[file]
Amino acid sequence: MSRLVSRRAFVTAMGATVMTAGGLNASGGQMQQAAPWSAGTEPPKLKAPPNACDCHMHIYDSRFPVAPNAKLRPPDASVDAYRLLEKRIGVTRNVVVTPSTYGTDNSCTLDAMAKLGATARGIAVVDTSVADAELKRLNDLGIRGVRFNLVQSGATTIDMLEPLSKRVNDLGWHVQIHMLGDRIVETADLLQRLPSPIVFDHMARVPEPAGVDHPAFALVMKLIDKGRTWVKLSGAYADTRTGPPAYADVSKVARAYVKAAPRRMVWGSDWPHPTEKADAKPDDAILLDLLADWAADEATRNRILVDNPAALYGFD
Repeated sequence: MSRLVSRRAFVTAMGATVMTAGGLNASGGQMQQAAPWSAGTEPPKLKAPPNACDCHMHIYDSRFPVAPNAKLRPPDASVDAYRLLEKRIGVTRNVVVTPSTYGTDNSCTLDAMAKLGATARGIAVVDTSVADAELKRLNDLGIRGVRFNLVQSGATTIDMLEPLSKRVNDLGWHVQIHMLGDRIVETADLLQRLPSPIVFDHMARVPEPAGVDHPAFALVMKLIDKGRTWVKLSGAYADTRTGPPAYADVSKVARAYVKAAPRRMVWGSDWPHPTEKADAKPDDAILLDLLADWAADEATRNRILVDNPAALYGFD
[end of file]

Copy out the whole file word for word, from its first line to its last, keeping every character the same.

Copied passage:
Amino acid sequence: MSRLVSRRAFVTAMGATVMTAGGLNASGGQMQQAAPWSAGTEPPKLKAPPNACDCHMHIYDSRFPVAPNAKLRPPDASVDAYRLLEKRIGVTRNVVVTPSTYGTDNSCTLDAMAKLGATARGIAVVDTSVADAELKRLNDLGIRGVRFNLVQSGATTIDMLEPLSKRVNDLGWHVQIHMLGDRIVETADLLQRLPSPIVFDHMARVPEPAGVDHPAFALVMKLIDKGRTWVKLSGAYADTRTGPPAYADVSKVARAYVKAAPRRMVWGSDWPHPTEKADAKPDDAILLDLLADWAADEATRNRILVDNPAALYGFD
Repeated sequence: MSRLVSRRAFVTAMGATVMTAGGLNASGGQMQQAAPWSAGTEPPKLKAPPNACDCHMHIYDSRFPVAPNAKLRPPDASVDAYRLLEKRIGVTRNVVVTPSTYGTDNSCTLDAMAKLGATARGIAVVDTSVADAELKRLNDLGIRGVRFNLVQSGATTIDMLEPLSKRVNDLGWHVQIHMLGDRIVETADLLQRLPSPIVFDHMARVPEPAGVDHPAFALVMKLIDKGRTWVKLSGAYADTRTGPPAYADVSKVARAYVKAAPRRMVWGSDWPHPTEKADAKPDDAILLDLLADWAADEATRNRILVDNPAALYGFD